Skip to content
Permalink
Branch: master
Find file Copy path
Find file Copy path
Fetching contributors…
Cannot retrieve contributors at this time
197 lines (163 sloc) 5.38 KB
layout status published title author author_login author_email author_url wordpress_id wordpress_url date date_gmt categories tags comments
article
publish
true
Object Oriented SASS (OOSASS) with Inheritance
display_name login email url
Bart Dorsey
bart
bart@bartdorsey.com
bart
bart@bartdorsey.com
356
2015-11-04 17:06:54 -0500
2015-11-04 17:06:54 -0500
Programming

Mixins in SASS are great, however, there is a downside to using them for your OOSASS. Mixins bloat the output code. Every time you call a mixin it includes the output of the mixin in your final CSS.  The obvious solution is placeholders, but placeholders don't work well with parameters or with BEM-style css class names.

I've come up with a solution that solves both problems. I lets you use a mixin for your OOSASS class, it lets you inherit from this OOSASS class and also produces efficient output using placeholders.

Say we are styling the following markup:

{% highlight HTML lineos %}

Title

Lorem ipsum dolor sit amet, consectetur adipisicing elit, sed do eiusmod tempor incididunt ut labore et dolore magna aliqua. Ut enim ad minim veniam, quis nostrud exercitation ullamco laboris nisi ut aliquip ex ea commodo consequat. Duis aute irure dolor in reprehenderit in voluptate velit esse cillum dolore eu fugiat nulla pariatur. Excepteur sint occaecat cupidatat non proident, sunt in culpa qui officia deserunt mollit anim id est labour.

{% endhighlight %}

We might start by making a mixin for this component;

{% highlight sass linenos %} @mixin article { &__title { font-size: 18px; } &__body { font-size: 12px; } } {% endhighlight %}

And then use it: {% highlight sass lineos %} .my-article { @include article; } {% endhighlight %}

The problem here comes when we try to apply this mixin to another component.

{% highlight sass lineos %} .another-article { @incluce article } {% endhighlight %}

This is going to output this, which duplicates our CSS: {% highlight sass lineos %} .my-article__title { font-size: 18px; }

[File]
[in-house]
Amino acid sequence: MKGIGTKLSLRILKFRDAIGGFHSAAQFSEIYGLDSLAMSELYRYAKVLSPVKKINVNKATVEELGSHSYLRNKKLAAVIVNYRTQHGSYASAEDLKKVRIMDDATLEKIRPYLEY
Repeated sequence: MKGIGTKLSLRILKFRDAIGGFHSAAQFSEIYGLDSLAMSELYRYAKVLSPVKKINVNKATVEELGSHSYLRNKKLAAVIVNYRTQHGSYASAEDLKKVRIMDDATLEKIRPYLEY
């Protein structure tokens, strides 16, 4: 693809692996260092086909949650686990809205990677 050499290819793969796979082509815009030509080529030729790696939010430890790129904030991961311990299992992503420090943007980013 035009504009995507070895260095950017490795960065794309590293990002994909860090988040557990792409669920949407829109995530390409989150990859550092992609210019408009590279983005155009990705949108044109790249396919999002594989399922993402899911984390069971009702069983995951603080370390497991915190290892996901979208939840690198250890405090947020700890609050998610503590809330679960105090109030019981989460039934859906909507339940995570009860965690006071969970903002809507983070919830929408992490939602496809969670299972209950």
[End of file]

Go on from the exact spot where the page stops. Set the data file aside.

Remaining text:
.my-article__body { font-size: 12px; }

.another-article__title { font-size: 18px; }

.another-article__body { font-size: 12px; } {% endhighlight %}

What we want to do here is to create placeholders for every element in our mixin "class", and use them with extend inside our mixin.

{% highlight sass lineos %} %article__title { font-size: 18px; }

%article__body { font-size: 12px; }

@mixin article { &__title { @extend %article__title; } &__body { @extend %article__body; } @content; }

{% endhighlight %}

Now our previous code which did the @include article on the two components generates this:

{% highlight sass lineos %} .my-article__title, .another-article__title { font-size: 18px; }

.my-article__body, .another-article__body { font-size: 12px; } {% endhighlight %}

Now I have a reusable mixin that produces optimized SASS!  But what if I want to override some style of an instance of a component? This is fine. Since we included @content in our mixin 'class' you can do this:

{% highlight sass lineos %} .another-article { @include article { &__title { color: black; } } } {% endhighlight %} So what we have here is in essence OOSASS. .another-article is an instance of article. And it add styling to the title to color it black. But what if we want to make  a subclass of article? Say we want it to be a featured article and have larger bolder headlines? We can do this: {% highlight sass lineos %} %featured-article__title { font-size: 24px; font-weight: bold; }

%featured-article__body { font-size: 16px; }

@mixin featured-article { @include article { &__title { @extend %featured-article__title; } &__body { @extend %featured-article__body; } } @content; } {% endhighlight %}

featured-article inherits from article. It overrides font-size and adds font-weight. Here's an example of using two articles and two featured articles {% highlight sass lineos %} .an-article { @include article; }

.another-article { @include article; }

.a-featured-article { @include featured-article }

.another-featured-article { @include featured-article } {% endhighlight %} And the CSS output it produces:

{% highlight sass lineos %} .an-article__title, .another-article__title, .a-featured-article__title, .another-featured-article__title { font-size: 18px; }

.an-article__body, .another-article__body, .a-featured-article__body, .another-featured-article__body { font-size: 12px; }

.a-featured-article__title, .another-featured-article__title { font-size: 24px; font-weight: bold; }

.a-featured-article__body, .another-featured-article__body { font-size: 16px; } {% endhighlight %}

Because of the single level of specificity of BEM, the overrides work perfectly the and later rules for font-size win for featured articles.  It would be nice to properly override the font-size and get it to exclude the first font-size declaration automatically, but sass doesn't really provide a mechanism to do this sort of thing. Here's a live example of the above on sassmeister if you want to play with it.

You can’t perform that action at this time.